The renewed push for legalised euthanasia across Australia, along with the emergence of the Greens Party as a third political force at State and Federal levels, has prompted opposition from a number of Christian churches and their leaders in recent weeks.
The Greens have been seeking to introduce a bill into the Federal Parliament to restore the right to legalise euthanasia in the Northern Territory and ACT, and there have been similar moves at State level.
Greens MLC Cate Faehrmann has given notice of a bill to legalise euthanasia in NSW while a Minister in the Victorian Labor Government, Maxine Morand, has called for a new debate on the issue. This follows the recent defeat in the WA Upper House of a bill to legalise euthanasia.
Among the Christian responses was one from Australia's largest Anglican Diocese, that of Sydney. A motion was put before its Synod by the Social Issues Executive and passed as a resolution of the Synod.
The resolution stated that it was in response to "the Greens' notice of motion to introduce into the NSW Parliament a Bill to legalise voluntary euthanasia and the Greens' Bill in Federal Parliament to overturn Commonwealth prohibitions against euthanasia legislation in the Territories."
The Synod then declared its "opposition to voluntary euthanasia and physician-assisted suicide" and called upon the NSW Premier and the Prime Minister "to oppose these initiatives" and "to increase funding to pain management and palliative care services."
The Synod of the Melbourne Anglican Diocese passed a similar motion reaffirming the resolution of the General Synod of Australia (1995) concerning Euthanasia, "that life is a gift from God not to be taken, and is therefore not subject to matters such as freedom of individual choice."
It cast doubt on "whether a practice of voluntary euthanasia can be prevented from sliding into a practice of involuntary euthanasia."
The Presbyterian Church of Australia has also spoken out on the issue.
In a recent statement it noted that "the issue of the legalisation of euthanasia is back on the agenda, with the bill sponsored by Senator Bob Brown seeking to allow euthanasia in Australian Commonwealth Territories."
The statement emphasised that the Presbyterian Church "believes that all human life is sacred from conception until death and therefore euthanasia, defined as the deliberate shortening of life (as opposed to the decision not to sustain life by artificial means) is morally wrong."
The Presbyterian Church and Nation Committee has written to the Prime Minister, Leader of the Opposition and other party leaders "making our position on the issue clear."
The Catholic Church has been equally active on the issue.
Catholic Health Australia (CHA) has been co-ordinating a national approach to counteract any legalisation of euthanasia with its chief executive officer, Martin Laverty, warning that Catholic Health Australia would "fiercely oppose any attempts to legalise euthanasia."
The Australian Catholic Bishops Conference has re-issued a submission it had earlier lodged with a Senate inquiry into the Rights of the Terminally Ill.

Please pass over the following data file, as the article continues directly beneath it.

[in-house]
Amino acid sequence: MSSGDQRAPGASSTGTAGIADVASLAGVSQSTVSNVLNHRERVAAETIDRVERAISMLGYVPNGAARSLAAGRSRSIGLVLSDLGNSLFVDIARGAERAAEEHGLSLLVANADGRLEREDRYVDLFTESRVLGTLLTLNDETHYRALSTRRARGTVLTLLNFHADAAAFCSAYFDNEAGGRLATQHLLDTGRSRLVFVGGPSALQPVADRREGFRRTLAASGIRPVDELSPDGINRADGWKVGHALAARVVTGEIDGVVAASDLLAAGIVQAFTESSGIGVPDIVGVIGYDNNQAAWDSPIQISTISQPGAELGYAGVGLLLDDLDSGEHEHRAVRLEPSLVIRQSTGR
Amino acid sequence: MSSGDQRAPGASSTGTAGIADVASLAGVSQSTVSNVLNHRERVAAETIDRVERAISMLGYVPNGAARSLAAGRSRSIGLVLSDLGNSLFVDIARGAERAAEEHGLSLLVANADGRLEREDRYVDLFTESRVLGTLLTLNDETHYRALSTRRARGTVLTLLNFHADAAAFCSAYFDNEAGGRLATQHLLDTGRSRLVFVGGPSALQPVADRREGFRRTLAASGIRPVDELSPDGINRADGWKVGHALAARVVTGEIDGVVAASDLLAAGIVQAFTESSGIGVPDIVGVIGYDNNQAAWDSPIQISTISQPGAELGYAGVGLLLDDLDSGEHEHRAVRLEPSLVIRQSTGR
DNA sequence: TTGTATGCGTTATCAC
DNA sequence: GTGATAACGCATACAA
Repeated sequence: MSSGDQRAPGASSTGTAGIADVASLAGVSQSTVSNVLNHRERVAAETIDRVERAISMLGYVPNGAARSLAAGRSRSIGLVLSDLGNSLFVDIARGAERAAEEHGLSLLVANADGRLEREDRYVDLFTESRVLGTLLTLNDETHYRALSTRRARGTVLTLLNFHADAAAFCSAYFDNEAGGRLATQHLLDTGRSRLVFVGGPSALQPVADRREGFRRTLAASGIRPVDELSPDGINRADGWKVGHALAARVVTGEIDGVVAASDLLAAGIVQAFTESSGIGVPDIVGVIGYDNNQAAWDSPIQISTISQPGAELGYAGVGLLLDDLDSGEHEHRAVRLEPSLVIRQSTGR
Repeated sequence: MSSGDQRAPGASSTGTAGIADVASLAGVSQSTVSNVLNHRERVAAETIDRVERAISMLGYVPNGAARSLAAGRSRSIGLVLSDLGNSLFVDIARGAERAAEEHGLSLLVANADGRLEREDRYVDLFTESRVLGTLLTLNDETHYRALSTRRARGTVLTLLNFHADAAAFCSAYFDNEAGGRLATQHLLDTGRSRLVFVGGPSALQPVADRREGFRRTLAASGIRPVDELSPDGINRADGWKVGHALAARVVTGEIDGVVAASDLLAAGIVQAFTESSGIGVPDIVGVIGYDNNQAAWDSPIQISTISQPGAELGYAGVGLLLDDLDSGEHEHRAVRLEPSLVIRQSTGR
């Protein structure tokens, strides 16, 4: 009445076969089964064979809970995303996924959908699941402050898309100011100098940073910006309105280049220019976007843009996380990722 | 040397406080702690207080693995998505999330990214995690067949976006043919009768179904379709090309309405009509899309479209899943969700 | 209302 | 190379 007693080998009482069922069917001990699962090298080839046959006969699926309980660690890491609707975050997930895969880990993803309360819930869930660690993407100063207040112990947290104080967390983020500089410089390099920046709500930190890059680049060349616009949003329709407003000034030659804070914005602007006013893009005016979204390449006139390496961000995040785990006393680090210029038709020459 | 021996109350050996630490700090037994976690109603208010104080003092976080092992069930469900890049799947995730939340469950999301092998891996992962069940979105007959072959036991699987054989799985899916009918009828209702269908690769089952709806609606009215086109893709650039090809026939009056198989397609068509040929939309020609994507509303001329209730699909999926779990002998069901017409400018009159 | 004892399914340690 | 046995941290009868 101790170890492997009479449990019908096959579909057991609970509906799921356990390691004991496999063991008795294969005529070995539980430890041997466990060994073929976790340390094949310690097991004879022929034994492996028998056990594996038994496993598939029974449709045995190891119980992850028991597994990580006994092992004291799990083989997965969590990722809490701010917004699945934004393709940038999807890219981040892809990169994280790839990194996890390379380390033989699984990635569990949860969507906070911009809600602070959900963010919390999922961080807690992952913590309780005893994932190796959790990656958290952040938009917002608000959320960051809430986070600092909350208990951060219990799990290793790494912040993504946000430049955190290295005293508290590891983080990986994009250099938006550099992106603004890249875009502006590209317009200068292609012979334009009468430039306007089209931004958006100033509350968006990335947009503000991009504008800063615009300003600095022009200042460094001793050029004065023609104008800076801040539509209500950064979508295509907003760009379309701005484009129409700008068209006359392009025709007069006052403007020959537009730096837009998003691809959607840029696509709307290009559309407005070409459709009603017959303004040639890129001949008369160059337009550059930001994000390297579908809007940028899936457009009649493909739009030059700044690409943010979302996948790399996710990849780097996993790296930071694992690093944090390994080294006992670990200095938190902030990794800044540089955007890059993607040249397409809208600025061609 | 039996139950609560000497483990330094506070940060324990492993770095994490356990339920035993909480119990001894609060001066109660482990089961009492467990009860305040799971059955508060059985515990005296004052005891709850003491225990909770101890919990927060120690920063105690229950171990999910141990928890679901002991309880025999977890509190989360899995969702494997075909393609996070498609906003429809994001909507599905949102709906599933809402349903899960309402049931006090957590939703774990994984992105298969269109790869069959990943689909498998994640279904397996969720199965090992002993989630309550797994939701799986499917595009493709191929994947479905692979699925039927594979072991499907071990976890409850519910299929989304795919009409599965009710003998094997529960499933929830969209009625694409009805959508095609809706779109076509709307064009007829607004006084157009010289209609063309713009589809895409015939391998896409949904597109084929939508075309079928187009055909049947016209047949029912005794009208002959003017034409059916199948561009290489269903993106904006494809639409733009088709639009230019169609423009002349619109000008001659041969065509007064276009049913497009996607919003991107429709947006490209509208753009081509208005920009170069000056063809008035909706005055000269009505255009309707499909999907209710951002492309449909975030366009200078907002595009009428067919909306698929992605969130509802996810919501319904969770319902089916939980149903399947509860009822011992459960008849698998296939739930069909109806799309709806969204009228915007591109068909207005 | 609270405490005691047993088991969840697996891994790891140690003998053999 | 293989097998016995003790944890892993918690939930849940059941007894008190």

In a covering letter, the President of the conference, Archbishop Phillip Wilson of Adelaide, said: "We Catholics advocate strongly for the rights of the vulnerable, especially around life issues. But we also 'put our money where our mouth is'!
"When the Catholic Church steps into the marketplace to speak out on what it sees as the injustice of euthanasia, it does so having first established its credibility in serving the poor, the sick, the terminally ill and the vulnerable."
Cardinal George Pell added his voice to the opposition via an article in the Sydney Sunday Telegraph on 3 October. In it he outlined the reasons why the push for euthanasia should concern all Christians and those who believe in the sanctity of life.
In South Australia, Bishop Gregory O'Kelly SJ of Port Pirie issued a pastoral letter on euthanasia expressing "sadness" that "the first moves around our nation under our new political arrangement seem to be a promotion of death and an abuse of marriage." With their "new-found political clout", he observed, "minority groups are pushing practices that defy our Christian understanding of the sacredness of life, and of marriage as the sacrament to seal the committed love of a man and a woman."
In the lead-up to the Victorian State Election on 27 November, the diocesan bishops of Victoria issued a statement titled Your Vote Your Values in which they identified key issues and questions for candidates seeking election. Among these were abortion and euthanasia. The statement was distributed to parishes over the weekend of 30 and 31 October.
The culture war is clearly "hotting up" on the back of the euthanasia debate as strategically placed elites opposed to Christian values on human life (as well as marriage and family) seek to impose their relativistic secular agenda on the Australian people. In the process they have sought to limit any religious contributions to the political decision-making process. In light of this, a united Christian response has become more necessary than ever.
In 2008, Rev David Palmer, the Presbyterian Church's convener of the Victorian Church and Nation Committee, outlined the challenge facing the Christian churches.
"Euthanasia is an issue that will not go away, given the fading Christian understanding in the broader Australian community ... When we also remember that for the typical Aussie pagan - despite occasional bravado - death is the grim reaper with no hope-filled prospect to follow, we remind ourselves of the magnitude of the task to defend the right to life and to die a good death in God's time and in a God-honouring way."